CGAL 5.1.3 - Manual
Using CGAL on Windows (with Visual C++)

CGAL 5.1.3 is supported for the following MS Visual C++ compilers: 14.0, 15.9, 16.0 (Visual Studio 2015, 2017, and 2019).

CGAL is a library that has mandatory dependencies that must be first installed: Boost and GNU Multiple Precision Arithmetic (GMP) and GNU Multiple Precision Floating-Point Reliably (MPFR) Libraries.

You have two options to install CGAL and its dependencies: you can either use the Vcpkg library manager, which will automatically install an appropriate version of these dependencies as you install CGAL, or you can install the dependencies on your own (making sure that you are using a supported version) by following their respective installation instructions.

If you choose to use vcpkg, you might have to bootstrap and download and compile it, but from then on vcpkg will make your life easier. On the other hand, if you need to use a specific version, or have already installed a certain version of a dependency and do not wish to potentially have multiple versions installed, you will want to use the CGAL source archive.

We explain the two approaches in the next two sections.

# Installing CGAL with the Vcpkg Library Manager

## Installing Vcpkg

The first step is to clone or download vcpkg from https://github.com/microsoft/vcpkg.

C:\dev> git clone https://github.com/microsoft/vcpkg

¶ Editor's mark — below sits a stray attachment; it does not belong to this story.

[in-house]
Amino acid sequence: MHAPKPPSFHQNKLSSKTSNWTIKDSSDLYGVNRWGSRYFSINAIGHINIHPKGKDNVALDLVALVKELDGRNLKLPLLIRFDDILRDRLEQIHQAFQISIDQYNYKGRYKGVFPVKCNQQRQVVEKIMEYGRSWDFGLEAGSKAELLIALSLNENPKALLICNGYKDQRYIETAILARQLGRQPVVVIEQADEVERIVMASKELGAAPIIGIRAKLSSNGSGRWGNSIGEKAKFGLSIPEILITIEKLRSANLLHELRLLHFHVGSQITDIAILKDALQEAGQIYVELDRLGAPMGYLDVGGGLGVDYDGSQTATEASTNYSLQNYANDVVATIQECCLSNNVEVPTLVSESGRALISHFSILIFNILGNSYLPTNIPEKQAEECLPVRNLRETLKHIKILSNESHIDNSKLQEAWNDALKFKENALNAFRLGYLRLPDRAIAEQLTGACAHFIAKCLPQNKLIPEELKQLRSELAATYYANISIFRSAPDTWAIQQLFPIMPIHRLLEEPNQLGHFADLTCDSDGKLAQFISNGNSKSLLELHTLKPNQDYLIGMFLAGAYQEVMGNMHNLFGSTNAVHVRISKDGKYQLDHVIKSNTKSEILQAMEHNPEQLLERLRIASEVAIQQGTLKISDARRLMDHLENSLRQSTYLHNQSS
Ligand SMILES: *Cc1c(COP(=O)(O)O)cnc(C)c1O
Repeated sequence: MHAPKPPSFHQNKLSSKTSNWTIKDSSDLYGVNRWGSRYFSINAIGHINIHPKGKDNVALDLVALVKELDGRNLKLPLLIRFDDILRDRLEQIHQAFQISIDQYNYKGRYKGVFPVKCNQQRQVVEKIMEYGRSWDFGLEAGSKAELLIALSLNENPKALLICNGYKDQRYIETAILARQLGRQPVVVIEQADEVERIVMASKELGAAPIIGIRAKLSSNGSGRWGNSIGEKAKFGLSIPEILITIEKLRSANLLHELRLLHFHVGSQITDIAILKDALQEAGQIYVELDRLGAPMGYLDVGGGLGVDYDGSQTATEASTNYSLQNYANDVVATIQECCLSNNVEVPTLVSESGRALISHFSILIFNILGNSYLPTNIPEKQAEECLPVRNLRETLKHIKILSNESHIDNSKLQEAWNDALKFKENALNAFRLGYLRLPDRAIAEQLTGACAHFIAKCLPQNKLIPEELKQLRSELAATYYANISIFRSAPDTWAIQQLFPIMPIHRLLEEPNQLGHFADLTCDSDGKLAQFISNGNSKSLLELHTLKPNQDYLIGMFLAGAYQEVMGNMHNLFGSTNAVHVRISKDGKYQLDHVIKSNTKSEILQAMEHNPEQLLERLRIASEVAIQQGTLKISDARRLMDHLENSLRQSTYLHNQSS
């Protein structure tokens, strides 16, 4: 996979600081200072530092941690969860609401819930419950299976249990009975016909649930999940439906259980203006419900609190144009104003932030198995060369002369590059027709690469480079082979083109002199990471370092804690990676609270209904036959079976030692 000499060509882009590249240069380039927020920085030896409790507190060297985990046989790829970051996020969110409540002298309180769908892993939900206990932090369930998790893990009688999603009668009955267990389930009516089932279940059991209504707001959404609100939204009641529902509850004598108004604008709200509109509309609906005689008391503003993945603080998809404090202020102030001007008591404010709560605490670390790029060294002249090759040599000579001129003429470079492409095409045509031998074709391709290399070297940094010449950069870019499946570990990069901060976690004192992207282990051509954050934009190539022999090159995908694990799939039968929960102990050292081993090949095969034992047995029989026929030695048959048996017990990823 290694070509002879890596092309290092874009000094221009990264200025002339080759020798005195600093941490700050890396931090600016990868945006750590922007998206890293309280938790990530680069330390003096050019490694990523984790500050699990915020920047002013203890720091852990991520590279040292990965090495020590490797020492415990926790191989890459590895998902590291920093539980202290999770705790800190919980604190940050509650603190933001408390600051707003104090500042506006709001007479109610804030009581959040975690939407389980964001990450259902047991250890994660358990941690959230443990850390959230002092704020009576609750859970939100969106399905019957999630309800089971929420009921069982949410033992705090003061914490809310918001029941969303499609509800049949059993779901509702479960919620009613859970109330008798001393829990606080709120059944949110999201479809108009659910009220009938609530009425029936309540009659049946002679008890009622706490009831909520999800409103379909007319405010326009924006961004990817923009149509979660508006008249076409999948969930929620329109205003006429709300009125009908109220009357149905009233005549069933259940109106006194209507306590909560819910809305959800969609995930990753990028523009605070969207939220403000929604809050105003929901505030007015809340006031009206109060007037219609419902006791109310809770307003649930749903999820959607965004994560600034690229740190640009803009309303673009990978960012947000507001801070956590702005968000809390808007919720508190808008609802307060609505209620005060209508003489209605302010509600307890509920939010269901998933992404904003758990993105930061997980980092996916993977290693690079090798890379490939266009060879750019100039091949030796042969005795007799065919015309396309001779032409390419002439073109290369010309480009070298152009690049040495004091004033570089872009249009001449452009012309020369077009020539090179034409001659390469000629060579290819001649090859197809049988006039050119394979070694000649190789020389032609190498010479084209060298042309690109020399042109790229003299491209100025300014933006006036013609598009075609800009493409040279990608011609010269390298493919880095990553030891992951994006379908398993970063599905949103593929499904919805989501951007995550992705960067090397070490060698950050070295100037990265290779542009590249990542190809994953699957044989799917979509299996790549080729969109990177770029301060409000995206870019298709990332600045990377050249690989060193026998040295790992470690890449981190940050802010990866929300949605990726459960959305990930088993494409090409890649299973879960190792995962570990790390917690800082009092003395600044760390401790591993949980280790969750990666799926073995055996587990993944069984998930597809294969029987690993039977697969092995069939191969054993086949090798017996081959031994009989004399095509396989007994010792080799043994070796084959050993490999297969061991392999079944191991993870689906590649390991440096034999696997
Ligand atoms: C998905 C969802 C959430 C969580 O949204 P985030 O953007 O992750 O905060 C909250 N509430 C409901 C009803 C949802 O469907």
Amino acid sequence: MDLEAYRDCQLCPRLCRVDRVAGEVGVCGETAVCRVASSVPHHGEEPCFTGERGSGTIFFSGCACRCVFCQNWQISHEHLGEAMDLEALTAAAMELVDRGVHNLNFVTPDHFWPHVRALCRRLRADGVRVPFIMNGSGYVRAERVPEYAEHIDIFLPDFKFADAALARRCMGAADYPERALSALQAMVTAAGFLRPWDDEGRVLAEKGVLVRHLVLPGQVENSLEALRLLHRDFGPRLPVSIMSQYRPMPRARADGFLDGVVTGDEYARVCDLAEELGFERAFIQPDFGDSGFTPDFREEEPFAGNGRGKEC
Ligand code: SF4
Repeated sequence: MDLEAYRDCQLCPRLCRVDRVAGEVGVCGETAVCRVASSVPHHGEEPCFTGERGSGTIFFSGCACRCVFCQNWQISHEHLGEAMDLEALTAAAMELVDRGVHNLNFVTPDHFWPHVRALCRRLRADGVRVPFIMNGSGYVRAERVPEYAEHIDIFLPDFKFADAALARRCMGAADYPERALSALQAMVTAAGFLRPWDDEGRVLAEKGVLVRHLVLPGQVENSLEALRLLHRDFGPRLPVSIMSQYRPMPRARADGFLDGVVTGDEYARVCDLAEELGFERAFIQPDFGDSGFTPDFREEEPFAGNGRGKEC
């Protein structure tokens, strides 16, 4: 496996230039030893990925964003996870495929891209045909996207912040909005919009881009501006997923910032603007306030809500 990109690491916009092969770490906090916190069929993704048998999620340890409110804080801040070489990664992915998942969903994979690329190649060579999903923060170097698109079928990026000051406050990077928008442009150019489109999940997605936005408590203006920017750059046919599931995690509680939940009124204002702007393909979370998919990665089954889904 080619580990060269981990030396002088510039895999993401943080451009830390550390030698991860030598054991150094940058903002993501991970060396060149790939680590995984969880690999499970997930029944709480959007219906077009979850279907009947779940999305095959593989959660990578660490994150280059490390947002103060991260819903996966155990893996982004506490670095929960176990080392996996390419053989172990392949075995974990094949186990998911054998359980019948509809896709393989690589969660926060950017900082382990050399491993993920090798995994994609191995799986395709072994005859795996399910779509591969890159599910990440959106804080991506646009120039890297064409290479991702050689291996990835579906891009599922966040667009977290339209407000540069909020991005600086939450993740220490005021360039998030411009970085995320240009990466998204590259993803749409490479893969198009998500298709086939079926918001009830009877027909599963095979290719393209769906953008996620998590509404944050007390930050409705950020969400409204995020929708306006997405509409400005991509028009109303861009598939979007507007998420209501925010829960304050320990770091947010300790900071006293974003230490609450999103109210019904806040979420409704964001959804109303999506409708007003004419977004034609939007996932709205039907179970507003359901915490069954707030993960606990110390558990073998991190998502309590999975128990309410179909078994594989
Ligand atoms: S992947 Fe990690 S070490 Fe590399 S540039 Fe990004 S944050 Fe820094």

C:\dev> cd vcpkg
C:\dev\vcpkg> .\bootstrap-vcpkg.bat


## Installing CGAL with Vcpkg

By default vcpkg installs for 32 bit binaries and will use the latest version of Visual C++ installed on your machine. If you develop 64 bit software you must set the Windows environment variable VCPKG_DEFAULT_TRIPLET to x64-windows or add the suffix :x64-windows to the package name you want to install (for example cgal:x64-windows). We refer to the official documentation of vcpkg if you want to compile for an older version of a compiler.

Because of a bug with gmp in vcpkg for windows, you need to install yasm-tool in 32 bits to be able to correctly build gmp 64bits, needed for cgal:

C:\dev\vcpkg> ./vcpkg.exe install yasm-tool:x86-windows


You are now ready to install CGAL:

C:\dev\vcpkg> ./vcpkg.exe install cgal


This will take several minutes as it downloads GMP, MPFR, all boost header files, and it will compile GMP and MPFR, as well as several boost libraries. Afterwards, you will find the include files, libraries, and dlls in the subdirectory C:\dev\vcpkg\installed\x64-windows.

Note that CGAL is a header-only library, and there are therefore no lib or dll files for CGAL.

## Compiling an Example

In this section we show how to compile a program that uses CGAL. The examples you find in these User Manual pages are not downloaded when you install CGAL with the Vcpkg library manager. You must download them separately from the following download page: CGAL-5.1.3-examples.zip

Assuming you have unzipped this file in your home directory C:\Users\Me, we will next compile an example from the 2D Triangulation package.

### Configuring of an Example

Before building anything using CGAL, you have to choose the compiler/linker, set compiler and linker flags, specify which third-party libraries you want to use and where they can be found. Gathering all this information is called configuration and we use CMake as configuration tool (see Section CMake for more information on supported versions and where to download it).